SBI's Cormac Taylor to Receive Prestigious US Award

Written by: Miceal Whelan
Written on: Wednesday, 18 May, 2016

The American Physiological Society (APS) has announced that Professor Cormac Taylor, a leading UCD research and PI at SBI, is to be presented with the 2017 Takeda Distinguished Research Award by the Society’s Gastrointestinal and Liver Physiology Section. 

The prestigious award is presented annually to an outstanding investigator who is internationally recognised for his/her contribution to physiological research in these areas. This is the first time that this award will be presented to a scientist located outside the United States since it was established in 2007.

The announcement of the Award to Professor Taylor, Professor of Cellular Physiology at the UCD School of Medicine, was made at the 2016 APS Experimental Biology meeting held in San Diego. The award will be presented to Professor Taylor at the 2017 meeting to be held in Chicago.

Physiology is the study of how molecules, cells, tissues and organs function in health and disease. Established in 1887, the APS was the first US society in the biomedical sciences field. The Society currently represents more than 11,000 members and publishes 14 peer-reviewed journals with a worldwide readership.

UCD’s Professor Cormac Taylor said, “I am delighted and honoured with the announcement that I am to be the recipient of the 2017 Takeda Distinguished Researcher Award. This honour is a testament to the hard work of all of the PhD students and postdocs who have trained over the years in my lab at University College Dublin. I believe that the award underscores the importance of investigator-led basic research in medicine."

Professor Taylor leads a research group at the UCD Conway Institute investigating the mechanisms by which epithelial cells respond to low oxygen levels (hypoxia). The group explores the regulation of gene expression in hypoxic conditions and the potential of targeting of oxygen-sensitive cellular pathways in inflammation as a means of treating conditions such as inflammatory bowel disease (IBD).

Professor Orla Feely, UCD Vice-President for Research, Innovation and Impact said, “I would like to congratulate Professor Cormac Taylor on the announcement by the American Physiological Society that he is to receive the 2017 Takeda Distinguished Research Award. This Award to Professor Taylor demonstrates the quality and impact of his research carried at University College Dublin in one of our key strategic research areas, health.”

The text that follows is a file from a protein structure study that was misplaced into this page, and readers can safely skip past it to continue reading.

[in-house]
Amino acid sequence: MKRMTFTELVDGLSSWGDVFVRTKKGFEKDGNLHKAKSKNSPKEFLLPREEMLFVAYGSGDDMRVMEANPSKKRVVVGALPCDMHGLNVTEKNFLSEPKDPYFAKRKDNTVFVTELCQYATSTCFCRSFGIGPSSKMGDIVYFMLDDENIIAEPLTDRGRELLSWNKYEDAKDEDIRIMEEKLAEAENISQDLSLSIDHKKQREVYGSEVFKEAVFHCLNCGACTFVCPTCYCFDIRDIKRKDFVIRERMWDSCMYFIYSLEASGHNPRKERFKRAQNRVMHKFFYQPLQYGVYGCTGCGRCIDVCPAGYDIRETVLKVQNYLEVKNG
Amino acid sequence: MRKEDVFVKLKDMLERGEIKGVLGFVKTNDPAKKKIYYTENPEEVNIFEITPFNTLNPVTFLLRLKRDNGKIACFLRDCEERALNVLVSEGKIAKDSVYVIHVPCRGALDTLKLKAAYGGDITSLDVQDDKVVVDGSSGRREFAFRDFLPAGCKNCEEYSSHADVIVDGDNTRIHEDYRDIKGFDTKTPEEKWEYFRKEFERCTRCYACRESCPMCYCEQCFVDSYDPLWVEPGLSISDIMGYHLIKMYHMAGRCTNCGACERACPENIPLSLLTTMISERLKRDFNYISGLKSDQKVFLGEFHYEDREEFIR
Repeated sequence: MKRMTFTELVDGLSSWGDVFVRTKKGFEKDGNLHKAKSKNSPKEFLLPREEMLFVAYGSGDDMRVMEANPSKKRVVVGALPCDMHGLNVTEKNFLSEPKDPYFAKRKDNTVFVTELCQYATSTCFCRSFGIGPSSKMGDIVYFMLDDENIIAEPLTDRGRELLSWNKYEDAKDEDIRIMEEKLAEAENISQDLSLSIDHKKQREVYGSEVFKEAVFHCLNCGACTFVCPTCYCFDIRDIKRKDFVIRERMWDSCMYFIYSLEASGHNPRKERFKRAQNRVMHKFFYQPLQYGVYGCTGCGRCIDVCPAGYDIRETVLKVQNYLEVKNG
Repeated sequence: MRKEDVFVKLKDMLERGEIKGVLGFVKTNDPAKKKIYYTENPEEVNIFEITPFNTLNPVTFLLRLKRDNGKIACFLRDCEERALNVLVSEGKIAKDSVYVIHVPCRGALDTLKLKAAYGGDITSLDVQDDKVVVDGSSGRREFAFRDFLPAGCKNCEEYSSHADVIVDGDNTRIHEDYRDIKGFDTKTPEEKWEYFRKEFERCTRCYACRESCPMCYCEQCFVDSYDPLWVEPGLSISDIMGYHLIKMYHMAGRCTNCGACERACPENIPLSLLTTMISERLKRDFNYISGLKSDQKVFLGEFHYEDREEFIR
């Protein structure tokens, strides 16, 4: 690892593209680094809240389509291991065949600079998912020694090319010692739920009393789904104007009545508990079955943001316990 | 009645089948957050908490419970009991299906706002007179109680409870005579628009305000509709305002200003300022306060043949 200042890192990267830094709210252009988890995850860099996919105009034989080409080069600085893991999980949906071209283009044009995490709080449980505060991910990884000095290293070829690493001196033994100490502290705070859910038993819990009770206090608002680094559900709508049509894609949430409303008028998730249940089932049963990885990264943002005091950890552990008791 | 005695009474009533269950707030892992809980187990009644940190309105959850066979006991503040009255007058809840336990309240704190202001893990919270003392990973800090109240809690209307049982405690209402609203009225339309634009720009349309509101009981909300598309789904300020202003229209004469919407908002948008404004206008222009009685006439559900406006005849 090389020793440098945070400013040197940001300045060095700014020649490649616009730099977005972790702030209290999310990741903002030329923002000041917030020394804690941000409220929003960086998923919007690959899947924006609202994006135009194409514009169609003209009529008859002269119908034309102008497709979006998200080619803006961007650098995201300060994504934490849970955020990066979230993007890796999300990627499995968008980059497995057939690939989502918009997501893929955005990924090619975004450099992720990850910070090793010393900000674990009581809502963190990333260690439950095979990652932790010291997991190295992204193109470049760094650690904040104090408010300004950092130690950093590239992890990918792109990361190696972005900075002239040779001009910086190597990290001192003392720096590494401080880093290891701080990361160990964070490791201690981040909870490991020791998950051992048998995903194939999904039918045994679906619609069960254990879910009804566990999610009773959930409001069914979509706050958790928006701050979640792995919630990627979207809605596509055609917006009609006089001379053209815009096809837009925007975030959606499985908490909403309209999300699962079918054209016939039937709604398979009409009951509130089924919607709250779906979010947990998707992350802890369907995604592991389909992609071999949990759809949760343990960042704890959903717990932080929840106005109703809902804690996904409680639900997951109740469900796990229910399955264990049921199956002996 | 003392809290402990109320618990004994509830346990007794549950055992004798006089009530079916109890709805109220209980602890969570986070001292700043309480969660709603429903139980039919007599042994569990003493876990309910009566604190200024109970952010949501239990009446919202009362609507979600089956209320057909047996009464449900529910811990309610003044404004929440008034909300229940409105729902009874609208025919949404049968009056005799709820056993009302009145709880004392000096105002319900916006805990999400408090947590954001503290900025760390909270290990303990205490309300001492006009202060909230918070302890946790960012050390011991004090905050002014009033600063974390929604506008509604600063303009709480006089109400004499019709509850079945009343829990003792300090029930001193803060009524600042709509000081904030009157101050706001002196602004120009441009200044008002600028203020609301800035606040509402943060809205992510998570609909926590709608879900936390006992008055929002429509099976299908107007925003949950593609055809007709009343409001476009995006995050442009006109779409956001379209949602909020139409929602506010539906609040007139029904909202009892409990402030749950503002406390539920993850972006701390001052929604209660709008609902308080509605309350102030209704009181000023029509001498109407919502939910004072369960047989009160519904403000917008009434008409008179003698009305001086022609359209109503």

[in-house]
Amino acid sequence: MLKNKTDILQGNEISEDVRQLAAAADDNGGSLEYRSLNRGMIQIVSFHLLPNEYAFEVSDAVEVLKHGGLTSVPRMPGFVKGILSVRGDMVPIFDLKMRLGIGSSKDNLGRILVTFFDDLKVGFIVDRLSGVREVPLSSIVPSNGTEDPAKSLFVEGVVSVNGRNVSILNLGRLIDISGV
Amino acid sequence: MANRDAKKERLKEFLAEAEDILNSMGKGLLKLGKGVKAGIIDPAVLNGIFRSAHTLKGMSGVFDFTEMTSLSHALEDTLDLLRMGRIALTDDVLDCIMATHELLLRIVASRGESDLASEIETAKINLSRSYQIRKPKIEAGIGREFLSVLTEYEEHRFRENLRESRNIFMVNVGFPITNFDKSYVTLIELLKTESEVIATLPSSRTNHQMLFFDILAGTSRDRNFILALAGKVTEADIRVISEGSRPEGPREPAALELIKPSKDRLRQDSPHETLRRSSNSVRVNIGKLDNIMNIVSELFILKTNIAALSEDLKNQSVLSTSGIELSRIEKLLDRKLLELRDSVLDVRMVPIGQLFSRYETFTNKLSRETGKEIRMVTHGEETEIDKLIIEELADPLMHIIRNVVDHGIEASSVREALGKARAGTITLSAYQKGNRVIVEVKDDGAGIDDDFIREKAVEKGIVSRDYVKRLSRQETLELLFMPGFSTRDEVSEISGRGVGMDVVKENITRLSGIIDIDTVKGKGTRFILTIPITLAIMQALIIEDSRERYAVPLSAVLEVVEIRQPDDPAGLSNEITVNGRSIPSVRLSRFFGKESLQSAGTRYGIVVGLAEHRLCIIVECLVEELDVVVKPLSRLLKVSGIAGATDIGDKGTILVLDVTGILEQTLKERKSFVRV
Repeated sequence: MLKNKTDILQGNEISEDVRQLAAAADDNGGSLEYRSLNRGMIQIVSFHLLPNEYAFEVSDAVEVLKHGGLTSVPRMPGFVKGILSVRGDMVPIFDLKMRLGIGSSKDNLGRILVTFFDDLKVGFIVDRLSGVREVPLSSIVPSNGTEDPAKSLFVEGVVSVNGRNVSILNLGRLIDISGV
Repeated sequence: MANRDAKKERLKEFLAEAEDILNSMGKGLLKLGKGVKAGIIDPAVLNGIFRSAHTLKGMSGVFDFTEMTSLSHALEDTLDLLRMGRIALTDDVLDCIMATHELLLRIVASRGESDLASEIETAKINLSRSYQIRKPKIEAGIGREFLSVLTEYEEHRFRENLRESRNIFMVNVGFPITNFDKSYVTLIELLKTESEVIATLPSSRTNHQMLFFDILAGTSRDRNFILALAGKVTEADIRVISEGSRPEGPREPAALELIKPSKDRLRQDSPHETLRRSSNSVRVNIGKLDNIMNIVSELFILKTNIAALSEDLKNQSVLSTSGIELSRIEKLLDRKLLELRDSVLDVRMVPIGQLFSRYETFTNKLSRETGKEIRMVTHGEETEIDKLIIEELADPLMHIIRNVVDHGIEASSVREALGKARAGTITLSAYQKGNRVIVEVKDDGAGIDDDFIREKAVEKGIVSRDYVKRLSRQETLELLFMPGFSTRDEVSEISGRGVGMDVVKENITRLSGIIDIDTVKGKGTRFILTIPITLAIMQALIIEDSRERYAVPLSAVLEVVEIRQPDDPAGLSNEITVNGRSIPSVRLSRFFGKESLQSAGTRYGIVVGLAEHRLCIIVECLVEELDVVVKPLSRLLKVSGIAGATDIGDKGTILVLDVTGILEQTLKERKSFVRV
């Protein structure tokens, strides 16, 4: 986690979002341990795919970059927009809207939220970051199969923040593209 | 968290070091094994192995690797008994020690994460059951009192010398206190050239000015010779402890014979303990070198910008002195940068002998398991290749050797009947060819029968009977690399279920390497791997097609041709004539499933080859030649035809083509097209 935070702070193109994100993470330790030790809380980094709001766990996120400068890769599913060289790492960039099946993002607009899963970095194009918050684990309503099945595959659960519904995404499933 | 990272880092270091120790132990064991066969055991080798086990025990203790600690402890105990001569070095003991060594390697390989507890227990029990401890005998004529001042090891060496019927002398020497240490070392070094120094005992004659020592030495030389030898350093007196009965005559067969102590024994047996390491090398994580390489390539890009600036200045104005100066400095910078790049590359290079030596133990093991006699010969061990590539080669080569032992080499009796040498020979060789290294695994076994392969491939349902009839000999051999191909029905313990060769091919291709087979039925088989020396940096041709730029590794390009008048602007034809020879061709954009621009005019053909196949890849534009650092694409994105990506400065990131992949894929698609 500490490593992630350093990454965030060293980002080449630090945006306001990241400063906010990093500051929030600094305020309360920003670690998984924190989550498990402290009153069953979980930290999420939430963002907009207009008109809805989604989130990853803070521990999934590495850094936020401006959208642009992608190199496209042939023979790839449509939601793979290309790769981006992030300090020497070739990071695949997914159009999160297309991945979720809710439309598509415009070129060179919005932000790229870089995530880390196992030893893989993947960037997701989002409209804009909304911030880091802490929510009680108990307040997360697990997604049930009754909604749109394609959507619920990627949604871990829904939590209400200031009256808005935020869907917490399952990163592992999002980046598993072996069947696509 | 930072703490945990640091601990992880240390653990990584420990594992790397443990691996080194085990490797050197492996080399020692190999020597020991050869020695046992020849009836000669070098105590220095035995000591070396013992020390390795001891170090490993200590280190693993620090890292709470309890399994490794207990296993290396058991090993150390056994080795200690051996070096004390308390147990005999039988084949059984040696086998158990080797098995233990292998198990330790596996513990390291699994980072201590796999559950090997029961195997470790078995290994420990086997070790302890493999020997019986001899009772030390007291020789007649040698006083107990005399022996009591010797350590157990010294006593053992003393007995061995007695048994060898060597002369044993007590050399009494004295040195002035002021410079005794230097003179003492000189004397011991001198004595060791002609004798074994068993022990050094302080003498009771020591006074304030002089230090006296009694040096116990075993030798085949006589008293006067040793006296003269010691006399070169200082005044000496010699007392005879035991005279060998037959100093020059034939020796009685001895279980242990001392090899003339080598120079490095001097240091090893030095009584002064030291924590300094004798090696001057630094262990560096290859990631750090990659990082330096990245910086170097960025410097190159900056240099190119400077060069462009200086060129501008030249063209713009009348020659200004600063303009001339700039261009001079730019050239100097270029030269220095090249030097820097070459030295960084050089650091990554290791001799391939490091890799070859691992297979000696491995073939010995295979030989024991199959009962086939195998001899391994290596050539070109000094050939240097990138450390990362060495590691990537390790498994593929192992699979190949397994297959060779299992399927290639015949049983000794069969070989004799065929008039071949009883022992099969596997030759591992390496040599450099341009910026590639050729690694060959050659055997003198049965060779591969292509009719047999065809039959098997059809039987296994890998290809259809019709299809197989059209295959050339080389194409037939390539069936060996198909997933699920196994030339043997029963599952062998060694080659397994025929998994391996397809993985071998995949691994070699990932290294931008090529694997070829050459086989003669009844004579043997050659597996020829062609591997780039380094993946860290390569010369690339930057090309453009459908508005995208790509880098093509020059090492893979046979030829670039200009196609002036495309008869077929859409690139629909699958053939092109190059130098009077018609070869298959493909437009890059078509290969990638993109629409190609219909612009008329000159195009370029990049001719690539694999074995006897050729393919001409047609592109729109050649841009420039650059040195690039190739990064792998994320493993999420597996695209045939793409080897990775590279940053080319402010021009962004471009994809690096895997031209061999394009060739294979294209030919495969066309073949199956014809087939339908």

She added, “Professor Taylor’s research into the cellular response to hypoxia has revealed novel mechanisms whereby protective endogenous processes can be exploited for therapeutic gain in the context of prevalent chronic inflammatory disease.”

Dr Declan F. McCole, Chair, APS Gastrointestinal and Liver Section said,“Professor Taylor is very highly regarded within the gastrointestinal research community for his work on the roles of hypoxia in intestinal inflammation. He has generated very important insights in this field and thus is an extremely worthy winner of the 2017 Takeda Distinguished Research Award. He is also well known for being a vocal supporter of the broader mission of the American Physiological Society.”

In 2014, Professor Taylor, a member of the Royal Irish Academy, was recognised for outstanding scientific mentorship with the 2014 Nature Award for Mentoring in Science

For further information contact Micéal Whelan, University College Dublin, Communications Manager (Innovation), e:, t: + 353 1 716 3712.


Editor’s Notes

The American Physiological Society (APS) is a non-profit devoted to fostering education, scientific research, and dissemination of information in the physiological sciences. The Society was founded in 1887 with 28 members. APS now has over 11,000 members. Most members have doctoral degrees in physiology and/or medicine (or other health professions).

APS is governed by an elected Council consisting of a President, President-Elect, Past President, and nine Councillors. The National headquarters of the Society is based in Bethesda, Maryland, on the campus of the Federation of American Societies for Experimental Biology (FASEB). APS is a member of the Federation of American Societies for Experimental Biology (FASEB), a coalition of 26 independent societies that plays an active role in lobbying for the interests of biomedical scientists.

Professor Cormac Taylor has supervised 16 PhD students and published over 100 articles, accumulating in excess of 8,000 citations and achieving a h-factor of 44. He has maintained continuous funding through the Science Foundation Ireland investigator award programme since 2002 and has held career development awards from the Wellcome Trust and the National Institutes of Health (USA).  After obtaining his PhD in pharmacology from the UCD in 1996, Professor Taylor undertook a research fellowship in Harvard Medical School at the Brigham & Women’s Hospital.  He returned to Ireland in 2001 when he was appointed College Lecturer in the UCD School of Medicine and established an independent research group at the UCD Conway Institute.